About Chris Bosak

Bird columnist and nature photographer based in New England. Co-managing editor of The Hour newspaper. Bird

Great blue heron at Merganser Lake (lots of shots)

Photo by Chris Bosak A great blue heron stands on a dock at Lake Waubeeka in Danbury, Conn., during the summer of 2017.

Photo by Chris Bosak
A great blue heron stands on a dock at Lake Waubeeka in Danbury, Conn., during the summer of 2017.

It’s always nice when a bird is patient enough to let you experiment with different angles and magnifications. That was the case with this great blue heron I saw on Merganser Lake (really Lake Waubeeka) in Danbury, Conn., on Tuesday evening.

I know the photos are all very similar, but what magnification do you like?

Photo by Chris Bosak
A great blue heron stands on a dock at Lake Waubeeka in Danbury, Conn., during the summer of 2017.

Photo by Chris Bosak
A great blue heron stands on a dock at Lake Waubeeka in Danbury, Conn., during the summer of 2017.

Photo by Chris Bosak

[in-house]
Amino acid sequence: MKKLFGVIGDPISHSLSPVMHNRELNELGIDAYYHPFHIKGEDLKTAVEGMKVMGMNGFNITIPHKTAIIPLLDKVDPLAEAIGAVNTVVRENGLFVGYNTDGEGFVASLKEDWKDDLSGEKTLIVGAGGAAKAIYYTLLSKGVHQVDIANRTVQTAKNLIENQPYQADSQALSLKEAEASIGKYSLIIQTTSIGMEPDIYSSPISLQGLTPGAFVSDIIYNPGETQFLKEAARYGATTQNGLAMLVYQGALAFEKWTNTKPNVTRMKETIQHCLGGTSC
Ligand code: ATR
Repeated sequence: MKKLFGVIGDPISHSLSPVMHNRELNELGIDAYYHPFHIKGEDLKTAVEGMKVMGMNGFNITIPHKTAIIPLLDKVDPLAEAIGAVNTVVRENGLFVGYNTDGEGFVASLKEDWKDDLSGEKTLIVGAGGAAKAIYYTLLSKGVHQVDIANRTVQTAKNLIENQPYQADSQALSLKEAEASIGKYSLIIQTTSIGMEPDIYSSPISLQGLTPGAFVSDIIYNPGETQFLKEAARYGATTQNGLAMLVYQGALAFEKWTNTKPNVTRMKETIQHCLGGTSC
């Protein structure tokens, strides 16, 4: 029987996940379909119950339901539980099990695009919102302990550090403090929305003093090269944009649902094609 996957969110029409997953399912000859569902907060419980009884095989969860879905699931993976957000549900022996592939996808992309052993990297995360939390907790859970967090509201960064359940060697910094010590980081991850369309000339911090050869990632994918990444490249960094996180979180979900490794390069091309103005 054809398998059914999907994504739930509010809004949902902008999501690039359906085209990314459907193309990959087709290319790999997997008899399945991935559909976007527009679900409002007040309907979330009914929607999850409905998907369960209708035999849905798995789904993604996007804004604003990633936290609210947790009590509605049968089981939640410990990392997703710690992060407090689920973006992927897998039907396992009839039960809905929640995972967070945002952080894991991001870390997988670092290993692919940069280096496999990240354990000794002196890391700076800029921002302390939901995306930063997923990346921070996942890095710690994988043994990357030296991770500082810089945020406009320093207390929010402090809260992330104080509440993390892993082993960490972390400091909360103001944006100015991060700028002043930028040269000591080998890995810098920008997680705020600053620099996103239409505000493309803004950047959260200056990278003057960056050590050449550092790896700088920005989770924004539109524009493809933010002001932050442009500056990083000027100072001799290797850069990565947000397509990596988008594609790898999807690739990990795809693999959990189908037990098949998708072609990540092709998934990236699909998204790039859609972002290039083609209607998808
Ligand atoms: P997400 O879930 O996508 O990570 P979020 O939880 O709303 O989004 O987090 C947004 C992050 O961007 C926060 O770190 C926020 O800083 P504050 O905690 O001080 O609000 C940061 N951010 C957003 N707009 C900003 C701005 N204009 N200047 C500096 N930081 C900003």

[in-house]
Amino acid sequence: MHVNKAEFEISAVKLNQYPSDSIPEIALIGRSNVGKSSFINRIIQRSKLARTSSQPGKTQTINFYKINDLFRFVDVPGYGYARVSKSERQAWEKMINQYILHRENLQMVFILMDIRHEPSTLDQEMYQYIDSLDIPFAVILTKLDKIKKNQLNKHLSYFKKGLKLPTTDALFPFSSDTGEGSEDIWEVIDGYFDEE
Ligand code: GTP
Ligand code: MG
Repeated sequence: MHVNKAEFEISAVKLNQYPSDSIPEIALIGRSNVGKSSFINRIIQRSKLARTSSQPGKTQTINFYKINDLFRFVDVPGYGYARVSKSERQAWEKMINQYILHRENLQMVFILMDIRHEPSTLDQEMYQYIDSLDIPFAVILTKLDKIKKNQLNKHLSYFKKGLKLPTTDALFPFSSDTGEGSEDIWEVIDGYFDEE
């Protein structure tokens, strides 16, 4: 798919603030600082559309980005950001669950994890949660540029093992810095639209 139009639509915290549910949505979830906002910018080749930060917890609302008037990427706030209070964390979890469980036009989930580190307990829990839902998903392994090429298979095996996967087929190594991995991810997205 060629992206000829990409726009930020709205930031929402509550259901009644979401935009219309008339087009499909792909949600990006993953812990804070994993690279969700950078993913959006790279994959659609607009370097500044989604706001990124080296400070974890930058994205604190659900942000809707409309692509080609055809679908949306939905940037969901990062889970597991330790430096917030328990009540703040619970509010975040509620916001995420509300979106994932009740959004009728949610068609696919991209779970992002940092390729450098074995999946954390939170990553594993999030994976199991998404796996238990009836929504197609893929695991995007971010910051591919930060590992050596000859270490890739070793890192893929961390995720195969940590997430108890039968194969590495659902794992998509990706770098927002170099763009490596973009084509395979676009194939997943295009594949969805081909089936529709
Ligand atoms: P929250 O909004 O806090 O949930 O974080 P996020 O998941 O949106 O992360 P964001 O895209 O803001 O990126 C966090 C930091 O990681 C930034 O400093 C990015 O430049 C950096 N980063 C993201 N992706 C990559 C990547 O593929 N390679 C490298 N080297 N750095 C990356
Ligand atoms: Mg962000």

A great blue heron stands on a dock at Lake Waubeeka in Danbury, Conn., during the summer of 2017.

Photo by Chris Bosak
A great blue heron stands on a dock at Lake Waubeeka in Danbury, Conn., during the summer of 2017.

Photo by Chris Bosak
A great blue heron stands on a dock at Lake Waubeeka in Danbury, Conn., during the summer of 2017.

Photo by Chris Bosak A great blue heron stands on a dock at Lake Waubeeka in Danbury, Conn., during the summer of 2017.

Photo by Chris Bosak
A great blue heron stands on a dock at Lake Waubeeka in Danbury, Conn., during the summer of 2017.

Photo by Chris Bosak
A great blue heron stands on a dock at Lake Waubeeka in Danbury, Conn., during the summer of 2017.

Cicada emerges from exoskeleton

Photo by Chris Bosak A cicada emerges from its nymph exoskeleton on a tree in Danbury, Conn., summer 2017.

Photo by Chris Bosak
A cicada emerges from its nymph exoskeleton on a tree in Danbury, Conn., summer 2017.

This one was all Will.

I was throwing the football around with Will, my 10-year-old, when he suddenly stopped by a tree and said: “Dad, come check this out.” He had found a cicada emerging from its nymph exoskeleton. In all my years, I’ve never seen this before. I’ve seen dozens of exoskeletons lying round but long after the cicada had emerged and started making its trademark noises from the trees.

This was also like no other cicada I had ever seen before. To be clear, I’m no expert on cicadas. Far from it. But I’ve seen plenty of them over the years. This one had green wings, really cool aqua-green wings. And green legs to boot. Perhaps they will change to clear wings after it is in the world a little longer, but at that moment anyway, it had green wings.